Regional Gardening Reports :: National Gardening Association

Coastal and Tropical South

March, 2007
Regional Report

Transplant Blue Flag Iris

Divide native blue flag iris now in boggy spots and damp soils. Its leaves are tall and spread a bit like the fans of bearded iris, but blue flag won't yield to rot or borers. The flowers last well in the vase, and don't smell like cat urine, as cut Louisiana iris do.

Stay Ahead of the Grasshoppers

When grasshoppers like the black lubbers appear on foliage plants in partly shady areas, knock them off and stomp them quick. Like so many insects, the yellow-striped hoppers are almost impossible to control once they mature. Pyrethrin spray will also do them in, before they eat your hostas and crinum.

Make an Easy Pathway

If a permanent, poured path is not practical for your garden, try this alternative. Dig the path to a depth of 1 to 2 inches and fill with gravel or crushed oystershells. Water the material, then spread dry cement mix on top. Wet it again and tamp it down. Cure for 3 days before walking the path.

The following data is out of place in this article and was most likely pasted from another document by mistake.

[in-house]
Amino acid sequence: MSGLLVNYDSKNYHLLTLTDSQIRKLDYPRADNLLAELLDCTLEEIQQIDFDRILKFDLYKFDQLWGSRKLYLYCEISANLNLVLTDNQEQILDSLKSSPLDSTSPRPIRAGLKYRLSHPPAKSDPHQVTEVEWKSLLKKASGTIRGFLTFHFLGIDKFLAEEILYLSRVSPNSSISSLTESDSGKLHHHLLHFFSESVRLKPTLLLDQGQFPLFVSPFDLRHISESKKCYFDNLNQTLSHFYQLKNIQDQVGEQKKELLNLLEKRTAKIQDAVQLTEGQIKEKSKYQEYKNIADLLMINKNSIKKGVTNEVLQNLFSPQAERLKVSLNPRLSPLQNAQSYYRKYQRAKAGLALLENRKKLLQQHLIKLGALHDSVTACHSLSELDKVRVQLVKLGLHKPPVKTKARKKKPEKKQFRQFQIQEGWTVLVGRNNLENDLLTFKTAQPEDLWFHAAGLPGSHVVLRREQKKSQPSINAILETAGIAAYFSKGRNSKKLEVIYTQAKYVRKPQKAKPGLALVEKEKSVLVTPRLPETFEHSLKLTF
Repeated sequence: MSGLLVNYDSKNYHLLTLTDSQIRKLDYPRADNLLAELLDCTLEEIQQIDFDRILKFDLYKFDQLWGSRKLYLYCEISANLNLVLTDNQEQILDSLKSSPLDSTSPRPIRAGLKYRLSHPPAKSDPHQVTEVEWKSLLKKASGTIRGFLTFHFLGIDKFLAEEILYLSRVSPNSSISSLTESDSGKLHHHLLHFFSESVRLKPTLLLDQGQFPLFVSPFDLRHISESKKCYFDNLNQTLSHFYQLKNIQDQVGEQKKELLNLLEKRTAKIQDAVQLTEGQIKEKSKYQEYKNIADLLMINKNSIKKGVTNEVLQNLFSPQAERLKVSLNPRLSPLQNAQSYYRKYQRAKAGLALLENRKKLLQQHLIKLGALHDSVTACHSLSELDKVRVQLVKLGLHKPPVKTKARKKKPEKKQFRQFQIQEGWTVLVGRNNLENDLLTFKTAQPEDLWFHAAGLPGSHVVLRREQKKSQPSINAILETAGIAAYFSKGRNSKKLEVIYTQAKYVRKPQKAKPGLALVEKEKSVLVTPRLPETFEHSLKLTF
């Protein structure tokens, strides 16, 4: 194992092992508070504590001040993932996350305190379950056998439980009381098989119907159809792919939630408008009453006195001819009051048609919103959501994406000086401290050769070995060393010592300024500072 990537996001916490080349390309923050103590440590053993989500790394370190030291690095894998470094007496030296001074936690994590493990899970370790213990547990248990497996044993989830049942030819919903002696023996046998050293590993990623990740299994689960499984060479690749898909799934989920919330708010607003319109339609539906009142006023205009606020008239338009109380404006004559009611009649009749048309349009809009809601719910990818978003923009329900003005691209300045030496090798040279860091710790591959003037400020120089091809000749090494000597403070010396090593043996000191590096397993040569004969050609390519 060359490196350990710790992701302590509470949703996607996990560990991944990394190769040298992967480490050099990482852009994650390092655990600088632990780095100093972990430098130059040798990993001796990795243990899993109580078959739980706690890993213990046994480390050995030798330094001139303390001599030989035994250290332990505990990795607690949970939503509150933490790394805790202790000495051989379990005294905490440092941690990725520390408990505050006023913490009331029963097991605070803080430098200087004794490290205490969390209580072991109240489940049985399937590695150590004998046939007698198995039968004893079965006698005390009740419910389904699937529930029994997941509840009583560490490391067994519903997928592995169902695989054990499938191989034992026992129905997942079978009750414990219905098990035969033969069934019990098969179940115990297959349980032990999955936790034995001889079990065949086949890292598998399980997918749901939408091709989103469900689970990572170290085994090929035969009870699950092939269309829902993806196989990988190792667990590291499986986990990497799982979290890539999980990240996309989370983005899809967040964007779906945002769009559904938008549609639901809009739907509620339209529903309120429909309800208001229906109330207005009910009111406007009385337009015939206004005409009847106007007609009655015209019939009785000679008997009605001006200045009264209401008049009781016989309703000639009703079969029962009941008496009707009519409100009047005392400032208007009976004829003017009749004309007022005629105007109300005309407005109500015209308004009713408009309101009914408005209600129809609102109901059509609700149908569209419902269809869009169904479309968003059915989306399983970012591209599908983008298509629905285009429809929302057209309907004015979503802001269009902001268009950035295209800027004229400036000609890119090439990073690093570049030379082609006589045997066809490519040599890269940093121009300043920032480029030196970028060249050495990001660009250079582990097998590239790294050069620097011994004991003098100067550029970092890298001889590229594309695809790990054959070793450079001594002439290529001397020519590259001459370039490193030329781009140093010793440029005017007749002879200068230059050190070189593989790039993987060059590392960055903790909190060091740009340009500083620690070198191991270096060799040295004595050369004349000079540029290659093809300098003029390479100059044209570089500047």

Watch for Tomato Leaf Miners

White roadmap-looking trails in tomato leaves mean leaf miners are tunneling the life out of them. Removing affected leaves is the best course of control. Do not compost such debris, rather throw it into the burn pit or garbage can. Inspect tomato plants daily for signs of more miners and remove them.

Use Alternatives to Peat Moss

Sandy soils benefit from organic matter additions that change the pH to favor blueberries, azaleas, and hollies. Peat moss is favored for its very acidic properties, but issues have been raised about its status as a nonrenewable resource. Look for equally acidic pine bark products instead that have been grown in the South.


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